Tropical Depression Nineteen Forms East Of Florida, Likely To Approach Hurricane Strength Before Landfall On The Northern Gulf Coast Next Week

Hello everyone!

It’s an extremely busy day in the tropics as we have six systems to watch from the Gulf of Mexico to the shores of western Africa.

Imagery via NESDIS STAR

Each of these systems can be seen on this satellite image of the Atlantic a little earlier this afternoon. In order from west to east: the trough over the NW Gulf with a 30% chance of development within five days, TD-19, Paulette, Rene, 95L, and the next wave just emerging off Africa.

This post will start with a quick look at Paulette before taking a deep dive into TD-19’s forecast. None of the other systems will be mentioned due to their relatively low threat to land (zero for Rene, unclear long-term threat for 95L, minor longer term threat from the GOM trough, and potential for showers in Cabo Verde from the next wave) and the presence of more pressing systems.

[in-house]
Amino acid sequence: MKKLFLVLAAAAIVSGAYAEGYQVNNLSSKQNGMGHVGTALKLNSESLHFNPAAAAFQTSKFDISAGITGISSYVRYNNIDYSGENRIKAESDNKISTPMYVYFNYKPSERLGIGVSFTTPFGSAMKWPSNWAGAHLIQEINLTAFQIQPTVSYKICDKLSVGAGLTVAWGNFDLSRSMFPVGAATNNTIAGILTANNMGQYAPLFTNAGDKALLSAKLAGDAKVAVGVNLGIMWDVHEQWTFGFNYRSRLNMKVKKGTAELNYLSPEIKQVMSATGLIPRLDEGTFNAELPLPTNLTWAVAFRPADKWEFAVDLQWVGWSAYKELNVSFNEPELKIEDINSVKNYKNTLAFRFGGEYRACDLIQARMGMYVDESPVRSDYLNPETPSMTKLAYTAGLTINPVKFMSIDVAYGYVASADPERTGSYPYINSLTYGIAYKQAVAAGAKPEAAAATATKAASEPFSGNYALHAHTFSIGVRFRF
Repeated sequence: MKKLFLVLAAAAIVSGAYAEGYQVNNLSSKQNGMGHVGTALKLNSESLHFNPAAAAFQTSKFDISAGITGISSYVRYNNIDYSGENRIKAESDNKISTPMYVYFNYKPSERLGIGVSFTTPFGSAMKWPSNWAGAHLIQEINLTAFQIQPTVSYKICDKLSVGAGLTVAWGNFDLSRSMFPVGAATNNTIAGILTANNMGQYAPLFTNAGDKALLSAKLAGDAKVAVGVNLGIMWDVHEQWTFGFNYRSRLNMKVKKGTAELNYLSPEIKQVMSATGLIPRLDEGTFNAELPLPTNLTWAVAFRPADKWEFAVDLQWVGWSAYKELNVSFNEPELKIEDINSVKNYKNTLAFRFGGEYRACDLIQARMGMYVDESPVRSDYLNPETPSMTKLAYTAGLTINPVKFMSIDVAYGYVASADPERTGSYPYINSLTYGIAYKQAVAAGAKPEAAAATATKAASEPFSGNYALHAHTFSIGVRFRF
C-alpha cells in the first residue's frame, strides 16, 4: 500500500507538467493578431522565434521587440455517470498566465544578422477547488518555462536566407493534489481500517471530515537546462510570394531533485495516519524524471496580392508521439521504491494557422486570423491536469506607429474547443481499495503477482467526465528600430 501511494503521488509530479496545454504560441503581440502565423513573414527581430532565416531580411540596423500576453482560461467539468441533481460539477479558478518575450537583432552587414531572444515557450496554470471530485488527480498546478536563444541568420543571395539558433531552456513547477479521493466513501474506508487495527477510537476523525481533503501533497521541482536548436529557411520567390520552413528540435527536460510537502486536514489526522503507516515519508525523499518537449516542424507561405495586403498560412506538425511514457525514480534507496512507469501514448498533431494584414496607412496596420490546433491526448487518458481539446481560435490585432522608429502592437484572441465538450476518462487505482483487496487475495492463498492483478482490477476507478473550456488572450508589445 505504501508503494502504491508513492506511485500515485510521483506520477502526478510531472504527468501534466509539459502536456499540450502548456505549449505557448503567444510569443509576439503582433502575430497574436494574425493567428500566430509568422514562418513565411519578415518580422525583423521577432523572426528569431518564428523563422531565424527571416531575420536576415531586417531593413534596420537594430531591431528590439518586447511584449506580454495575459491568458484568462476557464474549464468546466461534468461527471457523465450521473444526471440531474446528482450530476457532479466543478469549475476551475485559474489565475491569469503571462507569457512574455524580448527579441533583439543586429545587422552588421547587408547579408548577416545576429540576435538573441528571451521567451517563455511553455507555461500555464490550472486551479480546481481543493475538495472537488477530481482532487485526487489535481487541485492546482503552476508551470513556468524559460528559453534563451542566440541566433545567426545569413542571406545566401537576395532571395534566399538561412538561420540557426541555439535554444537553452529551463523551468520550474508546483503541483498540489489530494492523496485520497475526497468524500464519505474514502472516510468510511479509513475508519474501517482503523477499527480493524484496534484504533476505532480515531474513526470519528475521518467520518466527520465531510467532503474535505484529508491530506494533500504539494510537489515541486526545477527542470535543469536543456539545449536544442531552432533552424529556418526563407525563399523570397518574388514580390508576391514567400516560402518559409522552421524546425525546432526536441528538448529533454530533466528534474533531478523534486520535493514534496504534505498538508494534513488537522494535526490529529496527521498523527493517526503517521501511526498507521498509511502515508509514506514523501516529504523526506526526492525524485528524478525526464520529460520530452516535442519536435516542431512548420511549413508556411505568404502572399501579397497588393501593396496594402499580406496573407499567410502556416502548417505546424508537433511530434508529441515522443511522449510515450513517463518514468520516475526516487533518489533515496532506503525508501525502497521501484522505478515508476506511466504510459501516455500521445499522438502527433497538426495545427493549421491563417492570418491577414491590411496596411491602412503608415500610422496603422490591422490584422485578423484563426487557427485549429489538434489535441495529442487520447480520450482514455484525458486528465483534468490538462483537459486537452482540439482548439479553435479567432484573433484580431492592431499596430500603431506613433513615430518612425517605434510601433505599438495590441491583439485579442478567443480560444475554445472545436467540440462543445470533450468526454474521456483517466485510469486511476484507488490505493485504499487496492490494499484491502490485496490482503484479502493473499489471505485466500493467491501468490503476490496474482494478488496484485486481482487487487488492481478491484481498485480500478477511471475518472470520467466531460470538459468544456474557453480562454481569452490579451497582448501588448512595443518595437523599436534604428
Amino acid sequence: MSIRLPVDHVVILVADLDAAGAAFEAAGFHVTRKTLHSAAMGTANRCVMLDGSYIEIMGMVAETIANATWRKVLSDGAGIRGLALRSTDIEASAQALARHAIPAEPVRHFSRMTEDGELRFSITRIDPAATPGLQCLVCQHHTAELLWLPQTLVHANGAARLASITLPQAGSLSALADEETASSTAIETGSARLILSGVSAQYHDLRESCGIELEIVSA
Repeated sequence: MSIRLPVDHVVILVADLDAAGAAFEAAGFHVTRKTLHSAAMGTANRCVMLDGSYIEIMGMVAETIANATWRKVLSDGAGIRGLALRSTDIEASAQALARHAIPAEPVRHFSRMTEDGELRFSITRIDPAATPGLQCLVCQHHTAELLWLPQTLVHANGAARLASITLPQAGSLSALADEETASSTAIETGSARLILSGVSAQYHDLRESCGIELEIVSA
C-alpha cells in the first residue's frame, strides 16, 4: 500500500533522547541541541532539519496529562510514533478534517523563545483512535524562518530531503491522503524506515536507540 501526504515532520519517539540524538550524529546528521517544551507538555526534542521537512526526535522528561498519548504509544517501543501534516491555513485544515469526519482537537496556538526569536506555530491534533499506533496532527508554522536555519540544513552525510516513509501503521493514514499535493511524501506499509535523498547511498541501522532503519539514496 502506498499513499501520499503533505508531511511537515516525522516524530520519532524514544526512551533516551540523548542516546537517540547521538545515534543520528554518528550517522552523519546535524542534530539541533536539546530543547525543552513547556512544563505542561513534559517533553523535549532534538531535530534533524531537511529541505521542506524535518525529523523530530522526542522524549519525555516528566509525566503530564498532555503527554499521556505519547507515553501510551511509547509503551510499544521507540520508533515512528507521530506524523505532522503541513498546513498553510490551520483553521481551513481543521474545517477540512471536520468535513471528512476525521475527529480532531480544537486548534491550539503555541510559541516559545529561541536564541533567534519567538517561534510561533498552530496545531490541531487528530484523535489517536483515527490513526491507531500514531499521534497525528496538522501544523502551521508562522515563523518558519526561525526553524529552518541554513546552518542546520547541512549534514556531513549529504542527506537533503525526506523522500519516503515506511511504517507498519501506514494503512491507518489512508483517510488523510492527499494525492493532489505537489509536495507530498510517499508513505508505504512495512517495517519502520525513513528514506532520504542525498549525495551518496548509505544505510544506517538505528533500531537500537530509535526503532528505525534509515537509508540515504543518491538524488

Before we really dive into this evening’s update, a couple notes. If images are too small for you to get a good look at, you can click them for a larger version. If you’d like to get these updates in your inbox, you can sign up with the box on the left sidebar near the top of the page. If you’d like to see more tropical weather updates from me while supporting a super cool hurricane research project, head on over to Mark Sudduth’s Patreon page. If you prefer to support me directly, I also have a personal Patreon page. It’s like Mark’s except without all the cool extra posts and the money goes to buying my textbooks instead of collecting data from inside hurricanes.

Paulette

Imagery via NESDIS STAR